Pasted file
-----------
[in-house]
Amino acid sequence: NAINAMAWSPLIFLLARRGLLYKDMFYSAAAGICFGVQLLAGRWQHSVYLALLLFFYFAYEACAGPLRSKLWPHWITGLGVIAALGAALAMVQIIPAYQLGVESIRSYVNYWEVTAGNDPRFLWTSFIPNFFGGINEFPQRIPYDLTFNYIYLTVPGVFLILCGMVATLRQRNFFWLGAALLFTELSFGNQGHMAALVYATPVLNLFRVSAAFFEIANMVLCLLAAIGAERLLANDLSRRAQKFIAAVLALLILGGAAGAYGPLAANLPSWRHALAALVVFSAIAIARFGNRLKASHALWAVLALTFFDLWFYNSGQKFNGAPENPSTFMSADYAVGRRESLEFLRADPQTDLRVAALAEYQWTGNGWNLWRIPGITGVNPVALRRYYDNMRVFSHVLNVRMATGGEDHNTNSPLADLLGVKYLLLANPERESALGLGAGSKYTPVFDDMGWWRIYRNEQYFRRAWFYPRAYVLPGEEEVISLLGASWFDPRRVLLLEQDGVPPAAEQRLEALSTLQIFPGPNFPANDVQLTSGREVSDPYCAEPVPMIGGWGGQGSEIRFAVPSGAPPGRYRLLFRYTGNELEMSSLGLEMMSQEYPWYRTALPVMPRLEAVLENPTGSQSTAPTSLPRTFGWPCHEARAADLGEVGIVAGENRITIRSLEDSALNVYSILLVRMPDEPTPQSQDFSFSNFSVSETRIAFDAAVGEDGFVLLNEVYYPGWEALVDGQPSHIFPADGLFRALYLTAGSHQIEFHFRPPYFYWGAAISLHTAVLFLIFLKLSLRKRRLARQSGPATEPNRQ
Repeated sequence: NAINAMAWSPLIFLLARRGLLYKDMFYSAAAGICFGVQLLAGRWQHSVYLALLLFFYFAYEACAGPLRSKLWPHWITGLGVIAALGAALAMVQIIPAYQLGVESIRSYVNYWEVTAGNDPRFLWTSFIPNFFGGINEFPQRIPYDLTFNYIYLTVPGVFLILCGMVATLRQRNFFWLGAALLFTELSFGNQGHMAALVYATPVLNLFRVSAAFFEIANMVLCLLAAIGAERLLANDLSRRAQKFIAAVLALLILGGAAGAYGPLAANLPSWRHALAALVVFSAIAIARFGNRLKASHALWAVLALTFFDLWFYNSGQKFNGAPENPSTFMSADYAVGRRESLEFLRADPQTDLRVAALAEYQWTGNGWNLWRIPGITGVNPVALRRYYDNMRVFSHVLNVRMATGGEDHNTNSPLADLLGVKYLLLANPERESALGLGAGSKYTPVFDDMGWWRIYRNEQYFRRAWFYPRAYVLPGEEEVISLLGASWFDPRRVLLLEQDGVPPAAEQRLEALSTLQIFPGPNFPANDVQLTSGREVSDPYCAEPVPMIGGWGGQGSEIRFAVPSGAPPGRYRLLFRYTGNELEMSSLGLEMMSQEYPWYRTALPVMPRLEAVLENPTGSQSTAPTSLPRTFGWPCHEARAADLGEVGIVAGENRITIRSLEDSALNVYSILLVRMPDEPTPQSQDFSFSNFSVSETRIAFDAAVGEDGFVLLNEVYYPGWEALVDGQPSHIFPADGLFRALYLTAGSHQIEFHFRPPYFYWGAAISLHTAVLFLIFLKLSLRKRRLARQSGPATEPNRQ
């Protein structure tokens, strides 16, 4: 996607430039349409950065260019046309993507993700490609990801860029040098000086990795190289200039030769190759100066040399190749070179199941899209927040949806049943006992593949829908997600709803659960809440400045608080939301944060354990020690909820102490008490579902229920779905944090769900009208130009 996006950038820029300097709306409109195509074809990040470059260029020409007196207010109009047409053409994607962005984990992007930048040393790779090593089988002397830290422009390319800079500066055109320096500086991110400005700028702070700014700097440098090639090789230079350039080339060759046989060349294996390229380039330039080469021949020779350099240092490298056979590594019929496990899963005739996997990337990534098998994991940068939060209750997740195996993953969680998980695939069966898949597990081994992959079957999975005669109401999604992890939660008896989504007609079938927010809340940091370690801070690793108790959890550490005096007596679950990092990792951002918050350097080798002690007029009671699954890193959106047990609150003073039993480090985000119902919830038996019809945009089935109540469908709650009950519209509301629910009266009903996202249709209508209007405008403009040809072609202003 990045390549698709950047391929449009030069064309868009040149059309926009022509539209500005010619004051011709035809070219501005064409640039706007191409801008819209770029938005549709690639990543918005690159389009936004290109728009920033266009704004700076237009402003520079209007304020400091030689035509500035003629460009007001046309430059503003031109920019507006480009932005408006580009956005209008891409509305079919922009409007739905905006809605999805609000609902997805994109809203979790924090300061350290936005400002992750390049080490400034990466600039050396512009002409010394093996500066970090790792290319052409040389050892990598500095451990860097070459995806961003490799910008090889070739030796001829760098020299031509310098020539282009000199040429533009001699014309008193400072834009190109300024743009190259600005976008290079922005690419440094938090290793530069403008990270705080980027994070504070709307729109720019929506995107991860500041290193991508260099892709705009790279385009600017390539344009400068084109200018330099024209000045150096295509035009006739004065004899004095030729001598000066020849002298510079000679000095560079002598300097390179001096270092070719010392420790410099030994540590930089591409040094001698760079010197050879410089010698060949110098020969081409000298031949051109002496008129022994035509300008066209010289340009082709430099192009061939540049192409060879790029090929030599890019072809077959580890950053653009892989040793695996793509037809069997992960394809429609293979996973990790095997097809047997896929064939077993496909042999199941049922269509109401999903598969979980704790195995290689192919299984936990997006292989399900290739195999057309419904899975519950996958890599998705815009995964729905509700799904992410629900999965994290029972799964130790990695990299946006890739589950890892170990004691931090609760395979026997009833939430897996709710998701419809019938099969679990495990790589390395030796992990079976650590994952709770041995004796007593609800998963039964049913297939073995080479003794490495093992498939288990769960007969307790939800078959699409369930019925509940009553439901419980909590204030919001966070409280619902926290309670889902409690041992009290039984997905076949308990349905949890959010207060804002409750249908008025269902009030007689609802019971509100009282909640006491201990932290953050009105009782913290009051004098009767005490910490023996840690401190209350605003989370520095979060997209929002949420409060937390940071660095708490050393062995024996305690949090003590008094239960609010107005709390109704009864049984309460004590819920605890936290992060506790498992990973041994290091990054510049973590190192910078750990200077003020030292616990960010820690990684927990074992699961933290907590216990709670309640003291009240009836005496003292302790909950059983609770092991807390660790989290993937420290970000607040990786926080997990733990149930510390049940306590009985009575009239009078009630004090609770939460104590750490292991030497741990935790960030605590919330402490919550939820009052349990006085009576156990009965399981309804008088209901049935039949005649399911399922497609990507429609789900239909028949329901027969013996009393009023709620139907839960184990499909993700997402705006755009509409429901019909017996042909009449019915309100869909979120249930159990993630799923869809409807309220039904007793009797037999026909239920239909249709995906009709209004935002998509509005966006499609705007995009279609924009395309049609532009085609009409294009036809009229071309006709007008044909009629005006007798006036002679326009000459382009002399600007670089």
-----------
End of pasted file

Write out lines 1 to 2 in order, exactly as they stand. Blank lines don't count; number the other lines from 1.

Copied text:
[in-house]
Amino acid sequence: NAINAMAWSPLIFLLARRGLLYKDMFYSAAAGICFGVQLLAGRWQHSVYLALLLFFYFAYEACAGPLRSKLWPHWITGLGVIAALGAALAMVQIIPAYQLGVESIRSYVNYWEVTAGNDPRFLWTSFIPNFFGGINEFPQRIPYDLTFNYIYLTVPGVFLILCGMVATLRQRNFFWLGAALLFTELSFGNQGHMAALVYATPVLNLFRVSAAFFEIANMVLCLLAAIGAERLLANDLSRRAQKFIAAVLALLILGGAAGAYGPLAANLPSWRHALAALVVFSAIAIARFGNRLKASHALWAVLALTFFDLWFYNSGQKFNGAPENPSTFMSADYAVGRRESLEFLRADPQTDLRVAALAEYQWTGNGWNLWRIPGITGVNPVALRRYYDNMRVFSHVLNVRMATGGEDHNTNSPLADLLGVKYLLLANPERESALGLGAGSKYTPVFDDMGWWRIYRNEQYFRRAWFYPRAYVLPGEEEVISLLGASWFDPRRVLLLEQDGVPPAAEQRLEALSTLQIFPGPNFPANDVQLTSGREVSDPYCAEPVPMIGGWGGQGSEIRFAVPSGAPPGRYRLLFRYTGNELEMSSLGLEMMSQEYPWYRTALPVMPRLEAVLENPTGSQSTAPTSLPRTFGWPCHEARAADLGEVGIVAGENRITIRSLEDSALNVYSILLVRMPDEPTPQSQDFSFSNFSVSETRIAFDAAVGEDGFVLLNEVYYPGWEALVDGQPSHIFPADGLFRALYLTAGSHQIEFHFRPPYFYWGAAISLHTAVLFLIFLKLSLRKRRLARQSGPATEPNRQ